funny how when we put a bit of effort into something we think might be important we can feel a bit patronized when others do not sense the significance of an answer.
you are great. I said thanks in the other thread on the topic. cannot say it enough.
so many people out in the fishworld confronted with conflicting and sometimes erroneous answers simply trying to do what is best for their fish. They feel bad enough that they cannot adequately tend to the lives for which they have taken resposibility. And then they start getting spun like a top with answers to what seem like such simple questions. Out of frustration, confusion, and the strong desire to do something to help their sick and dying fish, they do something with fatal or no result. Or, they are forced into a position of "rolling the dice"--just doing something, even if the something is nothing--often wondering as a result if they are responsible for killing their finned friends.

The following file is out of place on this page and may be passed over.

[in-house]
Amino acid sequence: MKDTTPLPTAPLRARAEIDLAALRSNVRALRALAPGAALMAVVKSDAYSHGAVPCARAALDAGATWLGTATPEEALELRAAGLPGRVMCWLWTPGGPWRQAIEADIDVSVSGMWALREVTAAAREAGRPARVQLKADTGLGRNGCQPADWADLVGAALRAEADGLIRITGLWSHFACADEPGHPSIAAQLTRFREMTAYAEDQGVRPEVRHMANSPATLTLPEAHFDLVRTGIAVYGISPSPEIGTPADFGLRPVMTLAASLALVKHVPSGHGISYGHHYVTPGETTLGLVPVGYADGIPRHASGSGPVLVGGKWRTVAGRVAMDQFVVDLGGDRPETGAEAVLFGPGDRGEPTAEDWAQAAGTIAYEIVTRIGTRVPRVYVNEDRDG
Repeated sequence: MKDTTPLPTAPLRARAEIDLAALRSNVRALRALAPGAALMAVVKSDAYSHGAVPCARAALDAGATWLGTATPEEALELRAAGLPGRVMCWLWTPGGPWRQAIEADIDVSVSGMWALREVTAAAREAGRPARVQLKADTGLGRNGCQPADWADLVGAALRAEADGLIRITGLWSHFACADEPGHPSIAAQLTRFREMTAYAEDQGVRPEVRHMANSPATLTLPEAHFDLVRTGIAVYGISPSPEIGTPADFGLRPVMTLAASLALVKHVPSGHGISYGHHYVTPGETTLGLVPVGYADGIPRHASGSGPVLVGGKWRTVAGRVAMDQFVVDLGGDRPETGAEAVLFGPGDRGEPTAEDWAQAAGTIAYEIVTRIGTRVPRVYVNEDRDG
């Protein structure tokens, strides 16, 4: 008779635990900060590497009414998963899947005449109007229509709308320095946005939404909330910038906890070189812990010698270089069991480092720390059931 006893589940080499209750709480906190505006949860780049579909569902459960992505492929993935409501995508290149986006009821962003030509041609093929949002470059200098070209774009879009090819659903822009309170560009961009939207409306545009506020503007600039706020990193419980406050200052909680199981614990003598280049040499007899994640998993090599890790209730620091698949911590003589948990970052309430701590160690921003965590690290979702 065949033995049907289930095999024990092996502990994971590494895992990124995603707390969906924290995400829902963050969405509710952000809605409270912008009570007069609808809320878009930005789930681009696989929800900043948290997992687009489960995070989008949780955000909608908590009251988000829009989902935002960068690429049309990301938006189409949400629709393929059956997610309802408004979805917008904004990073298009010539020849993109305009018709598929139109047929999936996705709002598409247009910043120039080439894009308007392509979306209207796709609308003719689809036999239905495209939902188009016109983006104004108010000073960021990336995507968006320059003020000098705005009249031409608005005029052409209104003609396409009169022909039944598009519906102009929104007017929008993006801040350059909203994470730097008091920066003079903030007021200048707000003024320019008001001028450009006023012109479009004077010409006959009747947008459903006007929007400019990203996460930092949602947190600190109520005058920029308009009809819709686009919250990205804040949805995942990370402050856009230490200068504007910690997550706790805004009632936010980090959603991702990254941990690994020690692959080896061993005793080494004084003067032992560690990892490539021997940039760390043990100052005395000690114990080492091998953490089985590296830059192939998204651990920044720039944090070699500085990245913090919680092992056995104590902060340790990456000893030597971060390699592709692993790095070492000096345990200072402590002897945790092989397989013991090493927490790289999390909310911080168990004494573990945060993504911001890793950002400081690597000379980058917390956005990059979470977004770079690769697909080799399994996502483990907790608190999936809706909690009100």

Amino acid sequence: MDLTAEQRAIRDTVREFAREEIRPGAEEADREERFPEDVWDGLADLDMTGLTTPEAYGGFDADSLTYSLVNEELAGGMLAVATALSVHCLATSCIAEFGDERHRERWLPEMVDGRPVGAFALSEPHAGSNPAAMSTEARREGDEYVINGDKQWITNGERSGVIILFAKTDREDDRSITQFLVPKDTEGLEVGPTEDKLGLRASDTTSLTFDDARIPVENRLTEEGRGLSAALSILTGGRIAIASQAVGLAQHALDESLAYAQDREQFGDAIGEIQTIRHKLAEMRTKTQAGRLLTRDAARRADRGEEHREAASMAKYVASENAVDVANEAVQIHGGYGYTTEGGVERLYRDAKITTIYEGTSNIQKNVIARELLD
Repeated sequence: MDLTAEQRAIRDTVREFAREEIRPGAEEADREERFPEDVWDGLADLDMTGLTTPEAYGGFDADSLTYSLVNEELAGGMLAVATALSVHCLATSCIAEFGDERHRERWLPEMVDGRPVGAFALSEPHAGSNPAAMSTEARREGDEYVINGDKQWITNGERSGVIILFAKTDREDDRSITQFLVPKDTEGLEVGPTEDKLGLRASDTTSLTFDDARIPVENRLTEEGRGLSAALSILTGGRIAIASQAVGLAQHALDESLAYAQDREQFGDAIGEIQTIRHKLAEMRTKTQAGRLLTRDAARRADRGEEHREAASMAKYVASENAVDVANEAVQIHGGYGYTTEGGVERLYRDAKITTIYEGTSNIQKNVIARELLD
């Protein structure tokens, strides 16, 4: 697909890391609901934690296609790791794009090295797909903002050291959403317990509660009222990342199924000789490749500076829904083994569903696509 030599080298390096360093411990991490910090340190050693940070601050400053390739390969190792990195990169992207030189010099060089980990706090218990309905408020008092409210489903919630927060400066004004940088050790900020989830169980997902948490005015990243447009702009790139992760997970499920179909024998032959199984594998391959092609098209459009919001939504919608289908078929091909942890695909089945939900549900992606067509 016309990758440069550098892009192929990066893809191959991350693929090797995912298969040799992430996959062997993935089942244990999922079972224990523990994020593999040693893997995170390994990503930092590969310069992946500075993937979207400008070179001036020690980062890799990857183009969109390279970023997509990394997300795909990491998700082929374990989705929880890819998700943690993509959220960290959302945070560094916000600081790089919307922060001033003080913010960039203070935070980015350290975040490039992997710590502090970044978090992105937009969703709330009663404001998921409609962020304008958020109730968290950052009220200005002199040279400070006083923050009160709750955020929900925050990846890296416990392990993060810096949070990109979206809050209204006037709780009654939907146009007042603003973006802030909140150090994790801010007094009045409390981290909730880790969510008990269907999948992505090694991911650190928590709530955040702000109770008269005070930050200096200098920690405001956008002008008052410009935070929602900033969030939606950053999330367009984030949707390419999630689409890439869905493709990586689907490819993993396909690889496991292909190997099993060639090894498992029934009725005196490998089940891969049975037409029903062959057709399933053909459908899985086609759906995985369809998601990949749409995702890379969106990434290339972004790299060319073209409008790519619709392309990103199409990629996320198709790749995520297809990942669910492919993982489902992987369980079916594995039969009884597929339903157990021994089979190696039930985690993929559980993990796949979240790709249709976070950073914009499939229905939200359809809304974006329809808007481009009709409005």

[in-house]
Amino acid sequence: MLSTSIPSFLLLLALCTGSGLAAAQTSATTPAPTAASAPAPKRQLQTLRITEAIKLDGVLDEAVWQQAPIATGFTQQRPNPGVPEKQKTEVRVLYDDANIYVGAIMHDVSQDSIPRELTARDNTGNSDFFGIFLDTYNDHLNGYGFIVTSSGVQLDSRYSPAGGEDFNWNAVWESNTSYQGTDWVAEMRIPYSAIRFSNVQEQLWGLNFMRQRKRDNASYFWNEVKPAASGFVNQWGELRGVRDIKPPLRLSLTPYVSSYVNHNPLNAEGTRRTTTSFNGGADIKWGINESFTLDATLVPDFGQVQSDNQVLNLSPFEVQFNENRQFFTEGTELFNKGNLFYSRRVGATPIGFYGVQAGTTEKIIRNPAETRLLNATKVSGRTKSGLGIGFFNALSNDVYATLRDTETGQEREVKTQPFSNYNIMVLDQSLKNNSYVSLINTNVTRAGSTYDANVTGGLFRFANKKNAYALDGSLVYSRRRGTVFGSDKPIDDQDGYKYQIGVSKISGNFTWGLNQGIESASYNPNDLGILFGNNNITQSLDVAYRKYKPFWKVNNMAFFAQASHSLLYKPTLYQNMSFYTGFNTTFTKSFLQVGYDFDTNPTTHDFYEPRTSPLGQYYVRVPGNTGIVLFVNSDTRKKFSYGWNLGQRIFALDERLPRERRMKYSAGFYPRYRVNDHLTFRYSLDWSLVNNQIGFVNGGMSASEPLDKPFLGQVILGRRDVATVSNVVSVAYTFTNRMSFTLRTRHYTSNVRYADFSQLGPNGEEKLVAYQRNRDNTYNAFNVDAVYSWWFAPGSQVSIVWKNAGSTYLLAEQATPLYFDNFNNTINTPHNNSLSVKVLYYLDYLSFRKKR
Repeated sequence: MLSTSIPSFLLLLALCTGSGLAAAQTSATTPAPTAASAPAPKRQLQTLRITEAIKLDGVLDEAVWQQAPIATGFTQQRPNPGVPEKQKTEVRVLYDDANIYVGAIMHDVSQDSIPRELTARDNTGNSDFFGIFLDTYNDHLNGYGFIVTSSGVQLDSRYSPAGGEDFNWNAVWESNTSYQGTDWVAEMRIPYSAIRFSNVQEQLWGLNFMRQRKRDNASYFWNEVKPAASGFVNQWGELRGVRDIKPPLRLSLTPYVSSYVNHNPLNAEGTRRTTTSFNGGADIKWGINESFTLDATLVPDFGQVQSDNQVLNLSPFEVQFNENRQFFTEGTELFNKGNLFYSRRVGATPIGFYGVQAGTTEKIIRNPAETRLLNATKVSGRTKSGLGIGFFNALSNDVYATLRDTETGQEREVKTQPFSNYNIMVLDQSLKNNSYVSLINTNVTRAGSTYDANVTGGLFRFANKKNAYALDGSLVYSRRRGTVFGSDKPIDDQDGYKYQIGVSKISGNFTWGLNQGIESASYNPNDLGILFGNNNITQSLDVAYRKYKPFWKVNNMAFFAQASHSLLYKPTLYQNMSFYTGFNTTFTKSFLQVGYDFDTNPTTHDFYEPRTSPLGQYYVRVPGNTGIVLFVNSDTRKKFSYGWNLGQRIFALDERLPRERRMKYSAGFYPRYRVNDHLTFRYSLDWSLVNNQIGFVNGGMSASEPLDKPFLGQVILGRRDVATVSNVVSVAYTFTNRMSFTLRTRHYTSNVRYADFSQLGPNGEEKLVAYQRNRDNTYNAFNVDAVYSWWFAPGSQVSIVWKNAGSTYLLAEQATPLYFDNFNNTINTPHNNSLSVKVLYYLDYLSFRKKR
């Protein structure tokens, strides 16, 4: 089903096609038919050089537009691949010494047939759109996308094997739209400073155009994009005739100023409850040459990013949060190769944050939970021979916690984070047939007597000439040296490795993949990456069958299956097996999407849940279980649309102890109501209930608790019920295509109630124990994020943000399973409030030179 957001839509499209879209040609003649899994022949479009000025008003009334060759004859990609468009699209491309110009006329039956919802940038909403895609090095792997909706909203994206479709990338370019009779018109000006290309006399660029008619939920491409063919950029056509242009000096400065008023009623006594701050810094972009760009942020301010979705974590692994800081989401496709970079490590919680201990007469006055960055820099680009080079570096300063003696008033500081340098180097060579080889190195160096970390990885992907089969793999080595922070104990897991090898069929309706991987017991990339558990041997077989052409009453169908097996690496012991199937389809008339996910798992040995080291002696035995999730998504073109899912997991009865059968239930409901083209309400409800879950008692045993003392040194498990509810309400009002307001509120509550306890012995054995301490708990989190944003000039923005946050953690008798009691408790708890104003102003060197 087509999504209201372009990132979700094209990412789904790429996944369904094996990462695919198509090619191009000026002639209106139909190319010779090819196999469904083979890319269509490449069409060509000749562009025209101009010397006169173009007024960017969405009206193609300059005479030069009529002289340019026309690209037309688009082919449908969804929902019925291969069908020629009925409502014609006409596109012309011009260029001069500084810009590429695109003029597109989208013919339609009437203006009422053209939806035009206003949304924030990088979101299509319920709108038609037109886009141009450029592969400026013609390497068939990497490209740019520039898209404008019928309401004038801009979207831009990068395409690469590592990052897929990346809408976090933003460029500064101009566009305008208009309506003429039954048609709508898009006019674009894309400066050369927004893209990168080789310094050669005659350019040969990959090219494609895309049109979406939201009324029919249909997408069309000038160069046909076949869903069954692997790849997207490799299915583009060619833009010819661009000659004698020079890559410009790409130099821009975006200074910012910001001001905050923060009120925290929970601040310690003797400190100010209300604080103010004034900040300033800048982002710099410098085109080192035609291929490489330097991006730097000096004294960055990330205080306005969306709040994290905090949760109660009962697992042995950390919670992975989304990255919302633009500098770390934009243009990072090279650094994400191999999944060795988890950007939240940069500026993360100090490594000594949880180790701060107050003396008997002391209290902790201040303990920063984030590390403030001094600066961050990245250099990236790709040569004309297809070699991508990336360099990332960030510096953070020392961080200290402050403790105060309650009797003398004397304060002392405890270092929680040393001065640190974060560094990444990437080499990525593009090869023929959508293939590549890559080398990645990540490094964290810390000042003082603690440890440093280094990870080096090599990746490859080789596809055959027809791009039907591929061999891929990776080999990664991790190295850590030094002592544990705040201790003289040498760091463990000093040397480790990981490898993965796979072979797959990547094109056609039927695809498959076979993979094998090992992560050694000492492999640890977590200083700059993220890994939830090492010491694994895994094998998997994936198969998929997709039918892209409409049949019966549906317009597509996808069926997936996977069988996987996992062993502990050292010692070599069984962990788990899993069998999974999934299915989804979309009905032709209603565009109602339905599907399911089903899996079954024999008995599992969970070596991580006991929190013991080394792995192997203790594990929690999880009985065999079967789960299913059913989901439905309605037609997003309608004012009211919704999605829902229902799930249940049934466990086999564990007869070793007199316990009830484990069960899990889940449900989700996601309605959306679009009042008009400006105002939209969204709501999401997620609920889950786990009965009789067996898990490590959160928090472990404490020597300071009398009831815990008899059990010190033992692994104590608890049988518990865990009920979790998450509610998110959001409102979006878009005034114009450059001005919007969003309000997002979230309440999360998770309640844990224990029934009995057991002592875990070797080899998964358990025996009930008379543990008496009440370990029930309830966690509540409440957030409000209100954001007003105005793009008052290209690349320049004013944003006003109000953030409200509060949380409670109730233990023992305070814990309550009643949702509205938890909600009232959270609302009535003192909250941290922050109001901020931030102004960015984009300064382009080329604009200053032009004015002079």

It may seem small, but the relatively simple answer, from a responsible source, is a helpful tool in making sure that various therapies for disease resolution can be quickly and accurately discussed throughout the hobby.
Thanks! i am sure you understand how many forums across the web get bogged down with this discussion. Hopefully the definitive answer will allow a better understanding permitting a more adequate response in helping sick fish. and the stressed out fishkeepers--lol.
just a random, parting thought to the thread--maybe update the internal parasite archive? http://loaches.com/faq_parasites.html